Differential effects of sporulation temperature on the high pressure resistance of Clostridium botulinum type E spores and the interconnection with sporulation medium cation contents

Christian A. Lenz, Rudi F. Vogel

Research output: Contribution to journalArticlepeer-review

11 Scopus citations

Abstract

High pressure thermal (HPT) processing can be used to improve traditional preservation methods and increase food safety and durability, whereas quality related characteristics can be largely maintained. Clostridium (. C.) botulinum type E is a non-proteolytic, psychrotrophic, toxin-producing spore former, commonly associated with aquatic environments in temperate regions of the northern hemisphere. Sporulation in nature is likely to occur under varying conditions including temperature and nutrient availability, which might affect resistance properties of resulting spores.In our study, we determined the effect of sporulation temperature (13-38°C) on the resistance of three Clostridium botulinum type E strains to differently intense HPT treatments (200MPa at 40 and 80°C, and 800MPa at 40 and 80°C). Furthermore, the effect of cations on sporulation temperature-mediated alterations in HHP resistance was investigated. Results indicate that low and high sporulation temperatures can increase and decrease sporal HPT resistance, respectively, in a treatment-dependent (pressure level, treatment temperature) manner, whereas the trends observed are largely unaffected by pressure dwells (1s-10min). Furthermore, results show that the cation content of the sporulation medium (Ca2+, Mg2+, Mn2+) marginally influences and partially counteracts effects on the HPT resistance of spores grown at low and elevated temperatures, respectively. This suggests that sporulation temperature and medium cations provoke changes in some common spore resistance structures. Sporulation conditions can markedly affect spore resistance properties and, thus, should be considered for the experimental setup of worst case studies aiming to evaluate the effectiveness of food processes in terms of the inactivation of C.botulinum type E spores.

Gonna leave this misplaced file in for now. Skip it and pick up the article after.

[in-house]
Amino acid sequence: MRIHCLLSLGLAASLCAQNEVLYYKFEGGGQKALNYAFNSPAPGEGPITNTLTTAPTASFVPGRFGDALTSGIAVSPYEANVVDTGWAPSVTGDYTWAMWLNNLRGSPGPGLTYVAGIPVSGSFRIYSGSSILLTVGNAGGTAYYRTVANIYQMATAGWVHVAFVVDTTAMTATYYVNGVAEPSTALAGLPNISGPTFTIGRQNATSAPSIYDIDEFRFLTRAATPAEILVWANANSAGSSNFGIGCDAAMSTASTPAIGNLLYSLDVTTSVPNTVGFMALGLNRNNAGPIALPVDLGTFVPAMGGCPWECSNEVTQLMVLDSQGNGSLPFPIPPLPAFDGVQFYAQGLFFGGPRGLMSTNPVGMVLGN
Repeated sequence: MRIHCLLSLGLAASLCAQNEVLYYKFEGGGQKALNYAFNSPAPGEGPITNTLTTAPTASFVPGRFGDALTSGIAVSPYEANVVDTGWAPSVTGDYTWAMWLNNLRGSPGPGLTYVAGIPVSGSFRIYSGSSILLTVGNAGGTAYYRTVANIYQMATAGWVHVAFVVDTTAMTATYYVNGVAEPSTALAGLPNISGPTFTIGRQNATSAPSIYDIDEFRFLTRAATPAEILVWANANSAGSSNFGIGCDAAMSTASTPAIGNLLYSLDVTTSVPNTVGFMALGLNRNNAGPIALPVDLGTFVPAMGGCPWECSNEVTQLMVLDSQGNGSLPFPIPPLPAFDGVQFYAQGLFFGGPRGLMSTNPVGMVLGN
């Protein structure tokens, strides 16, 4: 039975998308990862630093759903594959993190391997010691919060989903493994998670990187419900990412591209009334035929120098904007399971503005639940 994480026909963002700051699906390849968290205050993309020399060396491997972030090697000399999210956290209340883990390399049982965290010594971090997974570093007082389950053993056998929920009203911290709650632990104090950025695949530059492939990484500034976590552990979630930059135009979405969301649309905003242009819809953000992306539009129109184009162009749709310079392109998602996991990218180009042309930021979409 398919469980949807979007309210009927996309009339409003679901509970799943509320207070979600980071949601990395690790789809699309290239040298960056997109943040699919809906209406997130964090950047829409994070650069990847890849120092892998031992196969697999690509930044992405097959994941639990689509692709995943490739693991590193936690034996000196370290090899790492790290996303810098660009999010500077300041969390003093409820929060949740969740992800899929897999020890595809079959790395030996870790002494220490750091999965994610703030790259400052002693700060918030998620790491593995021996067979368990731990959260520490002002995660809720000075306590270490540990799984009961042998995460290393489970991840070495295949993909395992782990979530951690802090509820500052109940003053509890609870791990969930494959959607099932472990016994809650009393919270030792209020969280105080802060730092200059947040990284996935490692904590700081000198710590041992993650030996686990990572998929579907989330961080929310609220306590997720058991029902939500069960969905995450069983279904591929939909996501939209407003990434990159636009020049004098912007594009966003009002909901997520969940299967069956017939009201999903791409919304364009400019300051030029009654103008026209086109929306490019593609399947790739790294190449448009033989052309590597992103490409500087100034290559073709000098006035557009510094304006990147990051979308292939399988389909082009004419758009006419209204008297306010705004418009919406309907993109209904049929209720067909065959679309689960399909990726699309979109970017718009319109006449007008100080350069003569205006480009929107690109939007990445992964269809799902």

Original languageEnglish
Pages (from-to)434-442
Number of pages9
JournalFood Microbiology
Volume46
DOIs
StatePublished - 1 Apr 2015

Keywords

  • Cations
  • Clostridium botulinum type E
  • High pressure
  • Spore resistance
  • Sporulation temperature

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